Lots of shaded picnic tables/ramadas. Scenic lake with a huge arcing walking bridge.

Fishing & boating (with restrictions) are allowed. Plus great campsites (some boat-in) & rental cabins. They have guided tours, boat tours, trails, & 3 stores.

Directions: 11 miles West of the town of Patagonia, off Hwy. 82.

Lake Havasu SP

Swim all along the shore. But they suggest specific spots: several beautiful white sand beaches created just for that. For instance, Windsor Beach.

The Colorado River created this Arizona swimming lake when Davis Dam enveloped its waters. It’s got wonderful water activities, including fishing.

Plus campsites, Cabin Rentals, trails, ranger programs, picnic areas with ramadas, and visitor center/store. Even lighthouses!

Directions: From Hwy. 95, in Lake Havasu City, take Industrial Blvd. West, crossing over London Bridge Rd. to enter the park.

Havasu Riviera

A park in the making. You can virtually travel there.

Just check their Live-Stream Camera as they create this new Arizona swimming lake area.

Roper Lake

Another of our favorites. Nice swimming area on a Day Use peninsula. Depending on the water level, it may be a sandy beach or a stairway into the lake.

Picnic tables, shade trees & ramadas. Grassy area.

This State Park has campsites, cabins, trails, fishing, and boating (electric & non-motorized only).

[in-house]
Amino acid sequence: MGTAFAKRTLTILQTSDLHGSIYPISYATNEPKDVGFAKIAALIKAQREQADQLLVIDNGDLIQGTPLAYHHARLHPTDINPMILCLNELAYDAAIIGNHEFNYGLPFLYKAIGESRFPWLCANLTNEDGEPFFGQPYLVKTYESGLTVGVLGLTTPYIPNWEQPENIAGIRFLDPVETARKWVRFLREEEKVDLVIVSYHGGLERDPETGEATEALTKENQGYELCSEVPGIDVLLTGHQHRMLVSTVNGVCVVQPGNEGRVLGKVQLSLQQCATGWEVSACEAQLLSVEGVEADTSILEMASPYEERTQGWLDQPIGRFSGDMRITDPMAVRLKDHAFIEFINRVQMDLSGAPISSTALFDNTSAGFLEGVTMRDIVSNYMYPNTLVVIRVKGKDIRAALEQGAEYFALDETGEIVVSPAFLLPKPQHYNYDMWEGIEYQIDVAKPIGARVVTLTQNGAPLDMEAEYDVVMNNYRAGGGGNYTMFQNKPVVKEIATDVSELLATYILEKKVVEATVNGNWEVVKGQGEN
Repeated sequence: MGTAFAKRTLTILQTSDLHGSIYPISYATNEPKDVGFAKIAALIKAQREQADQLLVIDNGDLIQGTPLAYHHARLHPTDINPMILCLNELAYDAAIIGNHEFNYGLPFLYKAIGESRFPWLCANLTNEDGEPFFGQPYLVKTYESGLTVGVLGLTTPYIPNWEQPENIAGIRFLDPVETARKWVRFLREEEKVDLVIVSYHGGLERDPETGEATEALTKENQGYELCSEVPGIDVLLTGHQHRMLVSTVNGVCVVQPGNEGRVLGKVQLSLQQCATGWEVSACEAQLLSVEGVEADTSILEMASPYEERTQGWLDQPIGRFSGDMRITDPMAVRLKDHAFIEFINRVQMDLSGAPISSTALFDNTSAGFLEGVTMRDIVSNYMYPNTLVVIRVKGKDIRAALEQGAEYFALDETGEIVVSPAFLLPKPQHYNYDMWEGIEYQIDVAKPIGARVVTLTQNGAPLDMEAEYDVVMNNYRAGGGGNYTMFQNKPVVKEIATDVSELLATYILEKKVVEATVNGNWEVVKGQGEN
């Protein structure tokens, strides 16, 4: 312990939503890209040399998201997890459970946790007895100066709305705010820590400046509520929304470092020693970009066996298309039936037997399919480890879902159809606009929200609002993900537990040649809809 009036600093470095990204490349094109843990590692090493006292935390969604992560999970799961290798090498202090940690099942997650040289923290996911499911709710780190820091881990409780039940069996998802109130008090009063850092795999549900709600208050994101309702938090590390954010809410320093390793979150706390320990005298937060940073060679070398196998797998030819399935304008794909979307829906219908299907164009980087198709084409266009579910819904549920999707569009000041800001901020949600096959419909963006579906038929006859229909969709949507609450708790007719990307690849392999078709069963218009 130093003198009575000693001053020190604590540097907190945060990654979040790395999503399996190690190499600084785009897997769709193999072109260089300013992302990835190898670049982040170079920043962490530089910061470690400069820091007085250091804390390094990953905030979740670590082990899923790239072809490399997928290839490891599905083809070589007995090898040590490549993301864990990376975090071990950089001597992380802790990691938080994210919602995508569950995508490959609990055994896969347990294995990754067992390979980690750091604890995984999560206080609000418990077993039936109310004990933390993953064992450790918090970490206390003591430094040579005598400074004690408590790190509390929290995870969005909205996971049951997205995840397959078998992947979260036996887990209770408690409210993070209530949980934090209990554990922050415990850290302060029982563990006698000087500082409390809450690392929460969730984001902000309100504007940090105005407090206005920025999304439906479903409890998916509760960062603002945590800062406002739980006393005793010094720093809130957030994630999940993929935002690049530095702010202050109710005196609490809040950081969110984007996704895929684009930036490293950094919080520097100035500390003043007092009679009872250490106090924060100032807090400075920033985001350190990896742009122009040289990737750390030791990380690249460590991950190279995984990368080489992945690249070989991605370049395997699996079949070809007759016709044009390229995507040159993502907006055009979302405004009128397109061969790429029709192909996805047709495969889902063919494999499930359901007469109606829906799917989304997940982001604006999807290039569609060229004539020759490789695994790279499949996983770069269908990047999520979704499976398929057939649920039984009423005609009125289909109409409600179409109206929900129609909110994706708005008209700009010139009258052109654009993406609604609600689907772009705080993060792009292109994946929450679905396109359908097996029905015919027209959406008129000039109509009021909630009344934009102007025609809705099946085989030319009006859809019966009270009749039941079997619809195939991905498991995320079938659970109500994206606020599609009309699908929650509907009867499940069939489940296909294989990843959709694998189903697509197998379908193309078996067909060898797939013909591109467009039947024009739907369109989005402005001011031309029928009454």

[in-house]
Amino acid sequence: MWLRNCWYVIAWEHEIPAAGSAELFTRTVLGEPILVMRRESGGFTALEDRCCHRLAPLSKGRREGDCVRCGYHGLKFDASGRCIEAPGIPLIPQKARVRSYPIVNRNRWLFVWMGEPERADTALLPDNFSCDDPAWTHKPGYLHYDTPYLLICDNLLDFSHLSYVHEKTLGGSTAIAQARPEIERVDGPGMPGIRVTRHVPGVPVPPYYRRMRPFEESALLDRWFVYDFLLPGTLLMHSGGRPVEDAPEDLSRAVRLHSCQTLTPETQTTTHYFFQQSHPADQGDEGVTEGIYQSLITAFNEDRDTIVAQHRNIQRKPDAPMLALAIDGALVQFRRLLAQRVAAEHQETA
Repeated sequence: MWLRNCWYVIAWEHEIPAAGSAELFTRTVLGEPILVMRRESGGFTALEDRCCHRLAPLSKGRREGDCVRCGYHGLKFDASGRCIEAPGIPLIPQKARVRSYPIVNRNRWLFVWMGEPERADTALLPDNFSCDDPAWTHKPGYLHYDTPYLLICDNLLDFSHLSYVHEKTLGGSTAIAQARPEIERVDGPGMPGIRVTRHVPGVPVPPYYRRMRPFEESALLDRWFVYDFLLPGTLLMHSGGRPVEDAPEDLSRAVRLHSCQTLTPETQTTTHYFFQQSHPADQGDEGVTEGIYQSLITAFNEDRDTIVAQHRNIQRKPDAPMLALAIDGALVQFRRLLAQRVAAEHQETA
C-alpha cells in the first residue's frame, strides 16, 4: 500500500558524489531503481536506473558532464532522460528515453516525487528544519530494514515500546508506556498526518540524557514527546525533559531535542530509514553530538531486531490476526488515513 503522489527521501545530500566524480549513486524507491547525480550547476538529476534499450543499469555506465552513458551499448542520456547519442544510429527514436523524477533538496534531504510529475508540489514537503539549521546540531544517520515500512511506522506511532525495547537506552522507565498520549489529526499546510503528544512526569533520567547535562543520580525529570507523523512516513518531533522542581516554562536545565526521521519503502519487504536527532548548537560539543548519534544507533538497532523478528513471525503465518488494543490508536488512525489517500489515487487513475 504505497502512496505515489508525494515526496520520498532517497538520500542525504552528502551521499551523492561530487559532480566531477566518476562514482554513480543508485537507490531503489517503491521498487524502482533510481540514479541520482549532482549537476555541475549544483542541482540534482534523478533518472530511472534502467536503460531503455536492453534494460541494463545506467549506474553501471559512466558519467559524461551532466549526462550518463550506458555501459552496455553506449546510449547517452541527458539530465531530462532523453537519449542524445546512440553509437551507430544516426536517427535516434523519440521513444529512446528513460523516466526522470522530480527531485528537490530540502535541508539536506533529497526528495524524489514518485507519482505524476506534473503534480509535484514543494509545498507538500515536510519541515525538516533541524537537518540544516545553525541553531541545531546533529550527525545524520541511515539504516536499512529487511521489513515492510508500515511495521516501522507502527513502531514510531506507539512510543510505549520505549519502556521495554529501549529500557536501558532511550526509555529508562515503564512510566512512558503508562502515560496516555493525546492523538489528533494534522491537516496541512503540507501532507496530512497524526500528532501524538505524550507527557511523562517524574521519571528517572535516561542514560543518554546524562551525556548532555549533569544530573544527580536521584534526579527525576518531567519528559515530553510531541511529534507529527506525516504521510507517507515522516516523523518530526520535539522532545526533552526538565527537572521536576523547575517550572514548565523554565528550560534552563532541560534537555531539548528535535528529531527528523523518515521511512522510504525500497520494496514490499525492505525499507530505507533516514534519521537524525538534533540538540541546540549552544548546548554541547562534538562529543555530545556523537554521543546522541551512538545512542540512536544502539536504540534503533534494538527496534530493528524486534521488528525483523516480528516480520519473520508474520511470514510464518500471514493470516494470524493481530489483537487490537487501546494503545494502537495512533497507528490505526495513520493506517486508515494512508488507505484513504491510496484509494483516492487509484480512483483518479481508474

Lyman Lake

man walking to shore of a desert lake.
Bill Goes to Check Out Lyman Lake’s Shoreline

They have a specific area here for swimming at Lyman Lake State Park. Between the park store & petroglyph trail.

It’s nice that watercraft (boat motors have no restrictions) aren’t allowed near the swimming beach, so no worries there. On the other hand, you’re not allowed to swim from any other lakeshore areas. Very rocky elsewhere, so it doesn’t look appealing anyway!

It’s a huge 1500-acre lake with room for all. Campsites, cabins, trails, ranger & local programs here. Way out of the way in Northern Arizona.

Directions: Drive south out of St. Johns AZ, to the eastern entrance from State Hwy.191. Or north out of Springerville.

Cattail Cove

The day-use area has a nice white sand beach designated for swimming in Lake Havasu. Other shoreline areas are also fine for swimming.

Campsites for RVs and boat-ins are available. Store & hiking trails are other facilities.

Park entrance: Turn West off Hwy. 95, 15 miles South of Lake Havasu City. 928-855-1223

Fool Hollow Lake

No specific swimming area, it’s kind of rocky, Water Shoes/Sandals are essential here. Also when swimming, stay away from boat ramps, docks & the dam.

Only non-motorized & 10hp max boats are allowed, so swimmers won’t worry about big boats.